However, there is a lot more involved in an oil refinery than the functions I have listed. An oil refinery could do a lot for our unemployment. What about all the downstream industries that could develop as a result of a refinery? Why should an oil refinery not be used as a method of dealing with the 120,000 registered unemployed and the school leavers to put a dent in that unemployment figure? Even though we have not yet found our own oil—hopefully we will but it may be some years before it can be brought ashore as happened in the North Sea—the fact is that we can buy crude oil direct at a lower cost than the multi-nationals are doing. We can deal direct with the source. We can charter tankers very cheaply in any part of the world. They are tied up in dockyards and some firms would nearly pay one to put them into use. How much could we save in the haulage of crude oil from the Middle East to this country as compared with the way the cost is hidden by the Seven Sisters, the big multi-nationals? There is no access to their costings. We would be able to put crude oil into an oil refinery over which we would have some control at far less cost than is being charged at the moment.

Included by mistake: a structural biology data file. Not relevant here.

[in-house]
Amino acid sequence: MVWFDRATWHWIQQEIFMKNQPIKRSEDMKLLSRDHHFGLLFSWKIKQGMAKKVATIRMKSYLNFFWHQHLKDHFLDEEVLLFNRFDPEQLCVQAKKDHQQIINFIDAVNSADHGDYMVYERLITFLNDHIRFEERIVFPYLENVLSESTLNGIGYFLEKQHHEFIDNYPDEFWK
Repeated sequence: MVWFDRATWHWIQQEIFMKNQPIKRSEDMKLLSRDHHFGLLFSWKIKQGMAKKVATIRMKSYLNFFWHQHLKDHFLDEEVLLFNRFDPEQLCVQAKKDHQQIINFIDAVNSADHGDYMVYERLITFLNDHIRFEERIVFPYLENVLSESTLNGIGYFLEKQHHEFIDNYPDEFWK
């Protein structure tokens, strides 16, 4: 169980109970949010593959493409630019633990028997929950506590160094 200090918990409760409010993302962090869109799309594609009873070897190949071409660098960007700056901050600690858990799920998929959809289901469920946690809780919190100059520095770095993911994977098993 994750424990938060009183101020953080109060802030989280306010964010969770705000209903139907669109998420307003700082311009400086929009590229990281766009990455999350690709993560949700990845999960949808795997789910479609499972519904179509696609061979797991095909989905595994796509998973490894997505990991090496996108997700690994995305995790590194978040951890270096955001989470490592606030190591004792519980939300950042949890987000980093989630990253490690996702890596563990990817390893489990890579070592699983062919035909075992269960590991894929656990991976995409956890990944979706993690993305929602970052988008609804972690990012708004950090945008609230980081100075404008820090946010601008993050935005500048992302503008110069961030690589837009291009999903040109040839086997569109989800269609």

What about the 15p increase imposed by the Minister for Finance in December, 1974, on the petrol users? Were the Arab sheikhs to blame for that? They certainly were not. We know the sheikh who is to blame. The same Minister imposed extra taxation on all other oil products in his 1976 budget as though industry and heavy fuel oil users had not enough to cope with. It was an easy way of getting taxation from people who were hardpressed to compete industrially on the [768] home market and in markets abroad.